Having an ultrasound while pregnant is important in not only providing the anxious awaiting parents the first picture of their baby, but more importantly to check to see your baby is growing and developing normally.
Ultrasound technology has been around for years and when performed correctly, is safe for both baby and mother. Expectant moms may have some concerns or questions before their first ultrasound. Below we help to try and answer those frequently asked questions.
Are They Safe For My Baby?
When used properly, ultrasounds are not hazardous and have not shown harmful side effects to expectant mothers or their babies. Ultrasounds do not use radiation, which X-rays use, but instead use sound waves to produce images. Still, long-term effects of repeat ultrasound exposure to the fetus is not fully known therefore it is recommended to be used only when medically needed.
What Is The Purpose Of An Ultrasound During Pregnancy?
Based on the stage of pregnancy, there are a number of reasons to receive an ultrasound:
- Monitor the baby's heart rate
- Accurately date pregnancy or estimate due date
- Determine whether pregnancy includes one or multiple babies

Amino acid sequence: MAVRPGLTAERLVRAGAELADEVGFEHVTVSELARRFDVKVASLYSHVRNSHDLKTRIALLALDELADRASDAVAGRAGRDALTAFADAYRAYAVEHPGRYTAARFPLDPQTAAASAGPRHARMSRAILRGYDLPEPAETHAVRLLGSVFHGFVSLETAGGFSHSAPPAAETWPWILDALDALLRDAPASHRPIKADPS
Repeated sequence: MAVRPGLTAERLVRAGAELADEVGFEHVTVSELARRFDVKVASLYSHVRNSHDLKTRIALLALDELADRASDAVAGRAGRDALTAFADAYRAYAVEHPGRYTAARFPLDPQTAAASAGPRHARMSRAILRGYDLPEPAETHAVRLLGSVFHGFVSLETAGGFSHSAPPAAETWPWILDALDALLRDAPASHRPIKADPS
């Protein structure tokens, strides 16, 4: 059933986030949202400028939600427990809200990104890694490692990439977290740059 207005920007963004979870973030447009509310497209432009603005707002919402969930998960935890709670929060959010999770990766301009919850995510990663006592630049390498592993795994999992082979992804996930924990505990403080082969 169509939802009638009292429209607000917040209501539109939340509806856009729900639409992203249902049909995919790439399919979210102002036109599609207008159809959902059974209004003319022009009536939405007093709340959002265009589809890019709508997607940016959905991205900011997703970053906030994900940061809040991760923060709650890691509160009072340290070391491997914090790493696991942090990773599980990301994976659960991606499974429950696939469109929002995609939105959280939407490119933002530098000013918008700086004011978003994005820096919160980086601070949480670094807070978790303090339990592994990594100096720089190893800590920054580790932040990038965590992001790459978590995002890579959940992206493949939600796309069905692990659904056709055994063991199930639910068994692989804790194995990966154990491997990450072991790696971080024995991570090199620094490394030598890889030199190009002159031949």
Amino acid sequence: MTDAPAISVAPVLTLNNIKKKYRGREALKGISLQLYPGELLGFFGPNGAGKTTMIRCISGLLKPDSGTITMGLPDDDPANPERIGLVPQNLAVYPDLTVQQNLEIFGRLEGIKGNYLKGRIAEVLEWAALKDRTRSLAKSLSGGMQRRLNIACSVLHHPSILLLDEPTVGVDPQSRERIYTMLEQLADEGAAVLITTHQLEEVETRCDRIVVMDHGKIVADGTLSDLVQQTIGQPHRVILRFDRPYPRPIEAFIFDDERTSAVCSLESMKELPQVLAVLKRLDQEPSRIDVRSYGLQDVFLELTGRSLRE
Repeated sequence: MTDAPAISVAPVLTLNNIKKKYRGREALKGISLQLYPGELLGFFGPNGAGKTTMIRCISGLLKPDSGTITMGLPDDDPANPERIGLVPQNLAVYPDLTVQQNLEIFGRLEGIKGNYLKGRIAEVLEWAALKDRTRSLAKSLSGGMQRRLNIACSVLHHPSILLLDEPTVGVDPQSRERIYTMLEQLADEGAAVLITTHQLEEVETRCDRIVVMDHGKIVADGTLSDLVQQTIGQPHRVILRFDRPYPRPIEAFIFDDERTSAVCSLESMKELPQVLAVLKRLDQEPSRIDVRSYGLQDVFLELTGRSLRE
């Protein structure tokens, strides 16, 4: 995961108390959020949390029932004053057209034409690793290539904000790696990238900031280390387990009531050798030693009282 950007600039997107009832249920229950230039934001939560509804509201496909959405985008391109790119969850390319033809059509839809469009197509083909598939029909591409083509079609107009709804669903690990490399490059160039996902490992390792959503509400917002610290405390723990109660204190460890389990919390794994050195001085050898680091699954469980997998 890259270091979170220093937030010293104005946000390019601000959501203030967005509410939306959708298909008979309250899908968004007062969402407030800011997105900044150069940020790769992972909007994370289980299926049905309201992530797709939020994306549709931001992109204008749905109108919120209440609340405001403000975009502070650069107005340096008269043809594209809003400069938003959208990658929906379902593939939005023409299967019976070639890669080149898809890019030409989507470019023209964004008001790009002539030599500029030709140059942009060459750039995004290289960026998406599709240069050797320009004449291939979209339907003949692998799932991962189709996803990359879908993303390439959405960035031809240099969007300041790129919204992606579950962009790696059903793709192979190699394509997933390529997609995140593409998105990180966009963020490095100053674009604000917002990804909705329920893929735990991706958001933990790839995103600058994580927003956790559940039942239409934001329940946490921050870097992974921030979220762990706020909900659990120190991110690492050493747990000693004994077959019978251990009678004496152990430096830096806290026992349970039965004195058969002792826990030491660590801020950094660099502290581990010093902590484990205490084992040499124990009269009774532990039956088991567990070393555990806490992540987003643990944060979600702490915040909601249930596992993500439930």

- Check to see if baby is growing and developing normally
- Check the location of the placenta
- Assess the amount of amniotic fluid in the uterus
- Try to determine the baby's sex
When Is An Ultrasound First Performed During Pregnancy?
The first ultrasound typically is performed between 6-8 weeks and helps in estimating the due date. It is a baseline measurement from which your doctor or midwife can monitor the baby’s growth going forward.
How Many Do I Receive?
You will most likely have two standard ultrasounds during your pregnancy. The first ultrasound is performed to determine dating and acts as a baseline; the next ultrasound is performed between 18 and 22 weeks gestation to measure the baby and make sure all body parts are growing correctly. Some women may need to have more ultrasounds during their pregnancy to monitor the baby’s growth or the position of the placenta.
What is a Level II Ultrasound?
A level II ultrasound is similar to a standard ultrasound, but has more detailed information. Because it focuses on specific parts of your baby’s body (such as his or her brain, heart, or other organs), this ultrasound takes more time than the initial ultrasounds. Many measurements are taken and compared to the estimated delivery date to be sure the baby is growing properly.
What is a Sonogram?
A sonogram is the black and white image generated by sound waves that shows your growing baby.
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About Doylestown Health's VIA Maternity Center
Doylestown Health's VIA Maternity Center is rated among the best in the region for maternity care with services available for every stage of pregnancy through the birth experience. The VIA Maternity Center features a 32-bed maternity unit that includes 9 labor, delivery & recovery rooms, 22 private post-partum rooms, and a Level II NICU staffed by CHOP neonatologists.